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Reopening the wells of life

By Fr Donald Chambers

In the Queen’s Park Savannah, there are numerous wells identified by the Water and Sewage Authority (WASA), in dark and light blue trademark colours. These wells consist of mechanical pumps and pipes to access water for domestic and industrial uses.

Sometimes, wells are abandoned due to contaminated water or the depletion of the water source. If circumstances change, wells can be reopened. The bottom line is that without water and the means to access it, life becomes meaningless.

Using the story of Isaac reopening the water-wells that were dug in the days of Abraham, his father, and were closed by the Philistines after Abraham’s death (cf Gen 26: 18–19), Estelle Frankel teaches that the scriptures are a life-giving source that need to be continuously reopened.

She writes, “Just as the matriarchs and patriarchs each dug wells, revealing sources of life-giving water, each of us must dig deep to find meaning in the sacred narratives of our lives.”

Each of us is a potential scripture, and that potential is achieved whenever we establish a dialogue between our new experiences of life and the Word of God in the scriptures.

This conversation is like reopening the well to access new and deeper meaning. In a word, we are invited to ‘re-dig’ or interrogate the Word of God in the scriptures by asking the question: ‘What is the Word of God saying to me, my family, my community, my country, or the world today?’.

Each time we re-dig the wells of scripture, we arrive at new and fresh waters of spiritual wisdom that nourish our soul far more than physical water does (Estelle Frankel).

In the gospel story of the Emmaus disciples (Lk 24: 13–35), the Risen Christ reopens the wells of His own life to assist the disciples in finding a new and deeper meaning surrounding His suffering, death, and resurrection.

Reopening wells consisted of establishing a conversation between the Hebrew scriptures and the historical events surrounding His suffering, death, and resurrection. Ultimately, this led to their rising above the fears and weakened faith which had been generated by the crisis.

At the end of the reopening exercises, the disciples were enlightened by their discovery of deeper meaning, their disposition towards this stranger changed, and they practised hospitality towards Him. They said, “Stay with us; the day is almost over, and it is getting dark.” Essentially, reopening the wells leads to conversion and hospitality.

Each new experience invites the domestic Church to live by and reopen old wells to discover the Living, Giving Water of Jesus Christ.

What does it mean to live by and reopen the well? To live by something means that the ‘space’ is home where you spend most of your time, and that space shapes the way you think and behave. In a similar manner, if you live by and reopen the well—the path towards deeper meaning—then it will shape or influence your thinking and your behaviour.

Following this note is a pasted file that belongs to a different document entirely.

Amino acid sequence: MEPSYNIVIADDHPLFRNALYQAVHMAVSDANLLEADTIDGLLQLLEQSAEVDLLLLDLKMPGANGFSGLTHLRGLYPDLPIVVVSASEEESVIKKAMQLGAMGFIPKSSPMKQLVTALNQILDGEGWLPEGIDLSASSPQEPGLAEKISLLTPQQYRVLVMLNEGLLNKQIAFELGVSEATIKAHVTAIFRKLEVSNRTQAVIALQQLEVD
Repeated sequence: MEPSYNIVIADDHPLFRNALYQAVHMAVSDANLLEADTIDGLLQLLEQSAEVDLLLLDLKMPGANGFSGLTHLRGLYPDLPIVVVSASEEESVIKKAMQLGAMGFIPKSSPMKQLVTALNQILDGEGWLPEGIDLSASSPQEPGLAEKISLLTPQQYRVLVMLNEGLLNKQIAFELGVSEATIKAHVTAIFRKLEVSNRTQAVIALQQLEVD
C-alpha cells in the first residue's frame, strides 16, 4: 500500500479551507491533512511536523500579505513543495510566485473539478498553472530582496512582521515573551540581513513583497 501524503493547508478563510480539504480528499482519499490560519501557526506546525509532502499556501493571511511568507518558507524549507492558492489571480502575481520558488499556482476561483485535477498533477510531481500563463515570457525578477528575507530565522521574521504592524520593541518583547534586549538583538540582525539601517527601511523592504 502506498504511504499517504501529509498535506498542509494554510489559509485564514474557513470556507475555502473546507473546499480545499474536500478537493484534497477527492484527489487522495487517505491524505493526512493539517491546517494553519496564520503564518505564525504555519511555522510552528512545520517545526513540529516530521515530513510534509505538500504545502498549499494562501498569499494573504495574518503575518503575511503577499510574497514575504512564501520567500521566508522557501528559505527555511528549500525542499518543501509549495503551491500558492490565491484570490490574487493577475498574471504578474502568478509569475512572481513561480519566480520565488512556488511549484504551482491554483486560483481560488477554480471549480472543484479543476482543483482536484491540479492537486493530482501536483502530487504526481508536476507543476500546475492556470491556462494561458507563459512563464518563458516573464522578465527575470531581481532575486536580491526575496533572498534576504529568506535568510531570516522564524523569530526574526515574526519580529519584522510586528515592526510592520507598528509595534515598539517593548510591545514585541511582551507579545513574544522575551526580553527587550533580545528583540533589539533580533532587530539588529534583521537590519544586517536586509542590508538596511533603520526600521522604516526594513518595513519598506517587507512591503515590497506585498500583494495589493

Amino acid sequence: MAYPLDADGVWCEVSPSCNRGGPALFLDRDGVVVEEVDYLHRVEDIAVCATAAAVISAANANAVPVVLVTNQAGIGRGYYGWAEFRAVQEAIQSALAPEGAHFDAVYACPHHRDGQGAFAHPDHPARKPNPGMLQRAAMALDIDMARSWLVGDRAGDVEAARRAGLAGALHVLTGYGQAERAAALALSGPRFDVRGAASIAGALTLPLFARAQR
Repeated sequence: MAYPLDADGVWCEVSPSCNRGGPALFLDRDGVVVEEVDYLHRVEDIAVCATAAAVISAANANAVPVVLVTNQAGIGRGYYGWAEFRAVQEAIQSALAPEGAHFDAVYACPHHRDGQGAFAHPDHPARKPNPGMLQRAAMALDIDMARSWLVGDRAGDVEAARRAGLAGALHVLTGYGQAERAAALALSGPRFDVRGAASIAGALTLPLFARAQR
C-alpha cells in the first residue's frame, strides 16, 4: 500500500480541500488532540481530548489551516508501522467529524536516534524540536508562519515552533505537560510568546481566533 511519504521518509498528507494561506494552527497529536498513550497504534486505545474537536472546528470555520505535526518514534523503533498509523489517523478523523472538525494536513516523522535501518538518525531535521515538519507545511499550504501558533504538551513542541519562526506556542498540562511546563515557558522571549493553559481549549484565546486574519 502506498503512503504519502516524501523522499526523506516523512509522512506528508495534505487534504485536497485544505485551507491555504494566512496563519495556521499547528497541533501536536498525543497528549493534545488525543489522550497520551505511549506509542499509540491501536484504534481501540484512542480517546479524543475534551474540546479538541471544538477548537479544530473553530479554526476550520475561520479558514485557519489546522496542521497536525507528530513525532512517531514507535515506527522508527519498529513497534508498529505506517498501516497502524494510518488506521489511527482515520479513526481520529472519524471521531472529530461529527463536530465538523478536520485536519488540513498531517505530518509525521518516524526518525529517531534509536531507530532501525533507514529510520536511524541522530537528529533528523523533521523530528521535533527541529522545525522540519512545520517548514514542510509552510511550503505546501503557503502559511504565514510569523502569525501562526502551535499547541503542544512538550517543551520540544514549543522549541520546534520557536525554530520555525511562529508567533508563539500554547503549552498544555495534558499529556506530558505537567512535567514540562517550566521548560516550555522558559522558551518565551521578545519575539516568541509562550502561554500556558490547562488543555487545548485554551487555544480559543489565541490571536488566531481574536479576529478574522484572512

How do we reopen this well?

One method that the domestic Church can use is called Lectio Divina, a Latin expression which means ‘sacred reading’.

The basic principle of this method is really to drill down into our lives with the scripture to find deeper meaning for ourselves, our families, and communities. In the words of the late Fr Michel de Verteuil CSSp, “When we approach the text in this way, we come face to face with the fact that it speaks to the imagination. . . it stirs up feelings; we find ourselves identifying with the characters. . . we find that we have lived the sequence of events ourselves, or have seen them lived in others who have touched our lives.”

Lectio Divina can be practised by both Catholic or ecumenical families. First, invite two members of the family to read consecutively a selected scripture passage slowly and reverentially.

As it is read, each family member pays attention to an image, a word, or a statement arising from the passage, and share it aloud. Next, each person allows the passage to stir up memories, so that they recognise in the passage or characters in the passage in their own experience or that of people who have touched their lives (Meditation).

The fruits of each person’s meditation can be shared aloud. Finally, allow the meditation to lead the family members to express verbally a prayer of thanksgiving and/or petition.

As I close this article, I propose an exercise by Estelle Frankel for your family:

  • Look back on your family history and pick a chapter that has remained unresolved or a piece of your family history with which the family has struggled.
  • Imagine that this chapter of your family story is being retold in the voice of an author who is narrating and recording it as sacred text.
  • What happens to your perspective as you begin to view this part of your family history as a chapter of the scripture?

If your perspective of your family’s life has changed after this exercise, then invite members of your family to gather and together reopen the wells to find deeper meaning.

Fr Donald Chambers of the Archdiocese of Kingston, Jamaica is the General Secretary of the Antilles Episcopal Conference.